“I love your big refrigerator...” --Traveling Wilburys
I just got back from a quick and I carbon-laden trip to New Orleans where I was part of a series of panels convened by Autodesk at the giant SIGGRAPH convention. I have to admit that I had never heard of this event, which is a gathering of folks from the computer gaming, animation, film, research, and the general digerati elite. Unfortunately I couldn’t stay long enough to dive deep into the culture, so very unlike that on my home world, but I was there long enough to get a grasp on the myriad interconnections across the visualization spectrum. Thousands of attendees, most of whom looked barely old enough to travel unsupervised, are even now still roaming the cavernous halls of the New Orleans convention center sharing schemes to make the un-real ever more seductive.
Convention centers, like convention hotels and airports are strange liminal non-places. (Non-Places: Introduction to an Anthropology of Supermodernity, by Marc Auge, which I confess to not having read, only read about) Once ensconced in the capsule of the event, I could have been in Crystal City except for the extra-vehicular activity for dinner a few blocks away. Had I been able to stay longer I would have gone on many more excursions, if only to escape the deep freeze. It’s an odd thing to say about an August visit to New Orleans, but, except for a few intervals of wet-blanket heat, I was absolutely freezing from the minute I boarded the plane here in Washington until I returned home yesterday morning. The airport, the plane itself, the taxi, the hotel—no operable windows in my 10th floor room, which always gives me a queasy form of claustrophobia—the convention center, the restaurant, all seemed to have their collective thermostats set to 55.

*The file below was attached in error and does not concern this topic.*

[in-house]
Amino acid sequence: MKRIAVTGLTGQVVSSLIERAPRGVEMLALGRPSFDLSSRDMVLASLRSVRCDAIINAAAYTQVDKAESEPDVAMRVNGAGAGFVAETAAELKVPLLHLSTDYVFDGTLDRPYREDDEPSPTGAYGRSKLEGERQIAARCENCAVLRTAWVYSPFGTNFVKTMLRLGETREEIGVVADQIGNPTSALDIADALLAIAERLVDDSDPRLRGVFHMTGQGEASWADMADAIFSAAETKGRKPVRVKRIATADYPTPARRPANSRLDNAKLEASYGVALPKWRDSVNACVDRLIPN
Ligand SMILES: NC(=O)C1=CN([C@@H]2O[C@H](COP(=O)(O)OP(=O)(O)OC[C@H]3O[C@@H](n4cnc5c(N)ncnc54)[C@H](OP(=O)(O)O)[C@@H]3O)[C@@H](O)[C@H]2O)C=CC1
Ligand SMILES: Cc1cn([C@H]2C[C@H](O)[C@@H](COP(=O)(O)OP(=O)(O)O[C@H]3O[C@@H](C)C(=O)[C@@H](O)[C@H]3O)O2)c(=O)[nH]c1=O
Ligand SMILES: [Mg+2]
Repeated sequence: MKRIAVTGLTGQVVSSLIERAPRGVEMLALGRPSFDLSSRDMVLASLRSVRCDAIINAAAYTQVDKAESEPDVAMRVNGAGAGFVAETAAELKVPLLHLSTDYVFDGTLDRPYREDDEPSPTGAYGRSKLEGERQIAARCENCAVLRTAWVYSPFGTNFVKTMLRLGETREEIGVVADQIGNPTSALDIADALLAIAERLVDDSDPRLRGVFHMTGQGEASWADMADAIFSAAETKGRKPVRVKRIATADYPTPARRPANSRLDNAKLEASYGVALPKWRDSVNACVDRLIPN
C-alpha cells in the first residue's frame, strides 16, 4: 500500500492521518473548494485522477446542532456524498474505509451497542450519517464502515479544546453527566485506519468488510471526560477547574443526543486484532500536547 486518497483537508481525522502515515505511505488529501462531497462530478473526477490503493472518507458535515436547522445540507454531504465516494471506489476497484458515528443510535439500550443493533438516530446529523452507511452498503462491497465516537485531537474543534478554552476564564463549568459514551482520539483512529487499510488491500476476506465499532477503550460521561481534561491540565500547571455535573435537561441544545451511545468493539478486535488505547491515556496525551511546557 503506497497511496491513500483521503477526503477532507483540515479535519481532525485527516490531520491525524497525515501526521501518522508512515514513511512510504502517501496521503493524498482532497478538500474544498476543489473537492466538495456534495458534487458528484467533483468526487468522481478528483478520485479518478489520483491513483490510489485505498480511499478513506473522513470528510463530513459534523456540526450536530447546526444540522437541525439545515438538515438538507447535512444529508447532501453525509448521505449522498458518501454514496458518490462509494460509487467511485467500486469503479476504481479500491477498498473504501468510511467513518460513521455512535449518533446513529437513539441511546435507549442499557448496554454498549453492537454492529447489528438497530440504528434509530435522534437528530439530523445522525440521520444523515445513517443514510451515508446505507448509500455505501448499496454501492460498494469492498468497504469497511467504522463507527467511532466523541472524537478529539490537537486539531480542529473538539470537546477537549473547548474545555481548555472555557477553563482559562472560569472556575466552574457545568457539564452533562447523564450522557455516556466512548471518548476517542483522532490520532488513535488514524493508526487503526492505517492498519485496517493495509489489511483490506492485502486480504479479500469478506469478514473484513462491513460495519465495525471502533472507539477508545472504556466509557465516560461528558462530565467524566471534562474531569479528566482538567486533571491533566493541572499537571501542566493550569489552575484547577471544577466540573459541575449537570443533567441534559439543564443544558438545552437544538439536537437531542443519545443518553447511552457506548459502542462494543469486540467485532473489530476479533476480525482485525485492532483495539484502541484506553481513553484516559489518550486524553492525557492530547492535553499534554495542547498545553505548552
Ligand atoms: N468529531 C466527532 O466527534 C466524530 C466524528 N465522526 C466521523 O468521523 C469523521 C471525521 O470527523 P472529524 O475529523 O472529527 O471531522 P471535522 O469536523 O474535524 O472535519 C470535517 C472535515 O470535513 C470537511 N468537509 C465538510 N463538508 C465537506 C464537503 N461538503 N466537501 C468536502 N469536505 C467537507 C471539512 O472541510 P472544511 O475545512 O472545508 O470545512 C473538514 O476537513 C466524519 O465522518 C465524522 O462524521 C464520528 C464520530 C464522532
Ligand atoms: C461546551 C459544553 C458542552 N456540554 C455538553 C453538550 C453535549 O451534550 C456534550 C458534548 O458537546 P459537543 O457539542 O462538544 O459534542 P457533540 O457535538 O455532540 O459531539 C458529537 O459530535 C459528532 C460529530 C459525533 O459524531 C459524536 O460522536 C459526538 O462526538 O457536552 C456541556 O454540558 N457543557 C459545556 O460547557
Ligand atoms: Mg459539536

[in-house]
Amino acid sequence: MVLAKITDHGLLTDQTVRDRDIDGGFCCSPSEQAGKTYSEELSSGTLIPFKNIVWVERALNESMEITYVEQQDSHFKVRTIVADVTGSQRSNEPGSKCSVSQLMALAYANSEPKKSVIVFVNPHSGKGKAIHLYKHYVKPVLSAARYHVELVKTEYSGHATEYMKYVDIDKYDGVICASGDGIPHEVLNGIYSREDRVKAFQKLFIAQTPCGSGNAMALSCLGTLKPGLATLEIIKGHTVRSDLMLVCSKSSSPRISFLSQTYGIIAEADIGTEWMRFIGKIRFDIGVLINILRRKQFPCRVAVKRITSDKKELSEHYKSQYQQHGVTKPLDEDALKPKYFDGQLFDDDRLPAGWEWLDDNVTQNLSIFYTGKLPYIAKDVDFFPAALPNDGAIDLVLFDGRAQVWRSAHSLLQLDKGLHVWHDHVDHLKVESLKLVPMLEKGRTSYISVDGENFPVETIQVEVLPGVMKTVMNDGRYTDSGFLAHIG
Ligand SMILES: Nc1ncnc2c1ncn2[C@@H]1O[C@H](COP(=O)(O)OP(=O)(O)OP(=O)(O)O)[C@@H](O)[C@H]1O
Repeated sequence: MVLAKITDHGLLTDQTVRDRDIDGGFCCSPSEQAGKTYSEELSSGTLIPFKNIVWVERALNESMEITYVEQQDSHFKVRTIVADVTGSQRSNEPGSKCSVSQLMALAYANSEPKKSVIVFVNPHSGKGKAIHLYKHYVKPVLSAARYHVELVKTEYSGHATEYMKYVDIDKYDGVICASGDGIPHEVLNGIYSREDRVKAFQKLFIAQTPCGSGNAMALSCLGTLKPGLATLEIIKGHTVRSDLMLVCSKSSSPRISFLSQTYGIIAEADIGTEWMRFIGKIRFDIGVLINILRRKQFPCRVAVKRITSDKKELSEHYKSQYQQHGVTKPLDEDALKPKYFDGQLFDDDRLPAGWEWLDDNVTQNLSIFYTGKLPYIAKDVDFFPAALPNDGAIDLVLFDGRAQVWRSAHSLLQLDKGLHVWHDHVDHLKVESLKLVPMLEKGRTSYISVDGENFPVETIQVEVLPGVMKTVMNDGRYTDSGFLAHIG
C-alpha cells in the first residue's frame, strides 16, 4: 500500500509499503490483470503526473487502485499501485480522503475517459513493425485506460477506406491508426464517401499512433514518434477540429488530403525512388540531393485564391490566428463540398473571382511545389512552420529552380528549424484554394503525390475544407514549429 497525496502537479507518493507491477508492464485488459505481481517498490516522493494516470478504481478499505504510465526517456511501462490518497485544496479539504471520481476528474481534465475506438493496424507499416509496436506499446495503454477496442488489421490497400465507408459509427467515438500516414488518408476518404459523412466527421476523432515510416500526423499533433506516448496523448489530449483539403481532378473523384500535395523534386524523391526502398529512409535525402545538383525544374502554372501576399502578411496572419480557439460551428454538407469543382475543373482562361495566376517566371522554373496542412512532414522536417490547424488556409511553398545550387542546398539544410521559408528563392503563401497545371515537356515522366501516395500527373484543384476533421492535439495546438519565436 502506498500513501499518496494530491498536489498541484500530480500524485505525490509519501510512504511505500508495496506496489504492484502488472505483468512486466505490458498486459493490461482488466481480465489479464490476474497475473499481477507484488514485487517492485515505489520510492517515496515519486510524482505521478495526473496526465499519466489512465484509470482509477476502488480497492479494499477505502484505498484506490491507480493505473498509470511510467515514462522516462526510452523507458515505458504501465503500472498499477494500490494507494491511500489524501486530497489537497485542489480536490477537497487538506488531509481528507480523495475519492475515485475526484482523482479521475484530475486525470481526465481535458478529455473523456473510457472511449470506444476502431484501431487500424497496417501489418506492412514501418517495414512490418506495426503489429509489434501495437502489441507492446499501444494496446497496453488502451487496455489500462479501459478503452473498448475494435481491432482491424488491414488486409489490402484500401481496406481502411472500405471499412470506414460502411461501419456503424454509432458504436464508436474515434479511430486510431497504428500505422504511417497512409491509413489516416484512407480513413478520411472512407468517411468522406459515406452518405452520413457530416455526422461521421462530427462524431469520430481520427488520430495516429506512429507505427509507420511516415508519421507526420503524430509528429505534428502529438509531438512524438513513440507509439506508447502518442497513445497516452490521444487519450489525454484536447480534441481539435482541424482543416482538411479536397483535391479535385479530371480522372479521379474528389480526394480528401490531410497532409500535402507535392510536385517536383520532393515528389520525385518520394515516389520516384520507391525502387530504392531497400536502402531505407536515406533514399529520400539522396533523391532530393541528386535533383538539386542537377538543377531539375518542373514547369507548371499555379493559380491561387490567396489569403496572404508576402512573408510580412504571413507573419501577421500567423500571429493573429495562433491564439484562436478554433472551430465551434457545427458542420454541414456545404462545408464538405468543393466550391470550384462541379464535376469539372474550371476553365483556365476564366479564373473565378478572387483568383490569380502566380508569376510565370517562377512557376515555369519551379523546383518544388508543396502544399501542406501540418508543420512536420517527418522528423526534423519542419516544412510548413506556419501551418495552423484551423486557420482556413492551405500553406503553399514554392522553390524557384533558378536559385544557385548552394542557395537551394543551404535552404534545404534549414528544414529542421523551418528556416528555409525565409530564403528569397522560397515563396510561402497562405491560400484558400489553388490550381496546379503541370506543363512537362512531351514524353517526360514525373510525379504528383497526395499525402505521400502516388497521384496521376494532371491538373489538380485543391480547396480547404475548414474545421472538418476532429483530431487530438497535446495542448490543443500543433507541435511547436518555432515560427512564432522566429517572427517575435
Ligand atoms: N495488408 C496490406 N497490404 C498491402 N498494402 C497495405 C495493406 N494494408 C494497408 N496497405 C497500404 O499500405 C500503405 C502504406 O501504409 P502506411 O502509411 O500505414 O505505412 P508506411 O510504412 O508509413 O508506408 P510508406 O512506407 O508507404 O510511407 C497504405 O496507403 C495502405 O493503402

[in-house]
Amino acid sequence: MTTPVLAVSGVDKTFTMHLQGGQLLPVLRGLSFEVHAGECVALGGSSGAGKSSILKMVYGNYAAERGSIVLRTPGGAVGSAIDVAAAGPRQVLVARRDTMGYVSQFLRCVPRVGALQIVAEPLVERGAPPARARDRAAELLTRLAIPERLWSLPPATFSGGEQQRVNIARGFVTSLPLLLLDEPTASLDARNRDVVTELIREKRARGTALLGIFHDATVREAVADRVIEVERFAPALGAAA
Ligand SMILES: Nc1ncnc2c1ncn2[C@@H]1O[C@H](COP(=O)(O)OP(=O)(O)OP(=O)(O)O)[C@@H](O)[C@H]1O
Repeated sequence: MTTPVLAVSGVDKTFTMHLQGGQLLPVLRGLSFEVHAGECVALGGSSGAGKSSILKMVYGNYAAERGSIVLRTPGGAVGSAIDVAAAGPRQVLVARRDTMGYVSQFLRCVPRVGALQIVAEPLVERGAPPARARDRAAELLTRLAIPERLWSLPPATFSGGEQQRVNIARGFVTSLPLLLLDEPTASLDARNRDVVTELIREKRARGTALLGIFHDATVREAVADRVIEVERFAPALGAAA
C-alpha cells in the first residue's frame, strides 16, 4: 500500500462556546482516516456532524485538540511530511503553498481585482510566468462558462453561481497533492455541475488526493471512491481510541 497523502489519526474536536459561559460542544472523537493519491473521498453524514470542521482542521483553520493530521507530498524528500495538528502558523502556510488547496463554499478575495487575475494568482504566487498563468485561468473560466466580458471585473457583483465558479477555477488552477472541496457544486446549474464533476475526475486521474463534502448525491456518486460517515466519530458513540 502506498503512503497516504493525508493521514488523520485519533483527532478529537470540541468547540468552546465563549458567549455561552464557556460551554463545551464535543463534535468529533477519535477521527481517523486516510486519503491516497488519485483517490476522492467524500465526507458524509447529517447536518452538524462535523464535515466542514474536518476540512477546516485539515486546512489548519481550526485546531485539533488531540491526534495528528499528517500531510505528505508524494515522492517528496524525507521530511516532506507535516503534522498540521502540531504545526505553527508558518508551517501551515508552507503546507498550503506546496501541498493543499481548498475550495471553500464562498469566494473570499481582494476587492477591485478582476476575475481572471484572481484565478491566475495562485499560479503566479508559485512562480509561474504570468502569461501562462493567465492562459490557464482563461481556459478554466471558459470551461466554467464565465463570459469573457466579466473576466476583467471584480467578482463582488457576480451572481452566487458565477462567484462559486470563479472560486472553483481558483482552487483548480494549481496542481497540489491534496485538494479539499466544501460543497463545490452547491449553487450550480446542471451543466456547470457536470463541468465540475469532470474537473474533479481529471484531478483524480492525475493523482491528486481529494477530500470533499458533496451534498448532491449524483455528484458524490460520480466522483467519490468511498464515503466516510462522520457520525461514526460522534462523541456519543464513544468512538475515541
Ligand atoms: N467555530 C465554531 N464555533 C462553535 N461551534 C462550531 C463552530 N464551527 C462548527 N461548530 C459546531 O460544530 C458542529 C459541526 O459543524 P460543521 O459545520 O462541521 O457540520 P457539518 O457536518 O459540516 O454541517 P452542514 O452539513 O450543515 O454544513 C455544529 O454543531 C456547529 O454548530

It’s not that I like the heat; I don’t. But I like to know where I am, and that knowing comes from all of the senses. Seeing New Orleans from the window of an icy taxi is strangely disorienting. It’s like watching an animation, which of course is what the thousands of SIGGRAPHians spend their time doing. I prefer my reality real...even if there is some discomfort associated with it. Without the haptic verification of place, I am unconvinced I was really in New Orleans, boarding pass notwithstanding.
New Orleans has become such a complex knot of nostalgia and catastrophe, an icon veiled by its own mythology that it hardly seems real anyway. It is locked in a destructive relationship with oil, sucking it up out of the Gulf like a junkie, even though it knows the acute and chronic health consequences are dire. The businesses super-cool visitors, so know one has to see them sweat. Next time I go back, I’ll carry an umbrella for the sun, get a sandalwood fan, and get out of the animation.
But enough of that...One of the speakers on our day-long urban planning sessions was from the non-profit Environmental Simulation Center in New York. If you’re not familiar with them and what they do, you should be.
And, finally, I’m heading to an undisclosed location for the next week so the next post won’t be until the week of the 17th.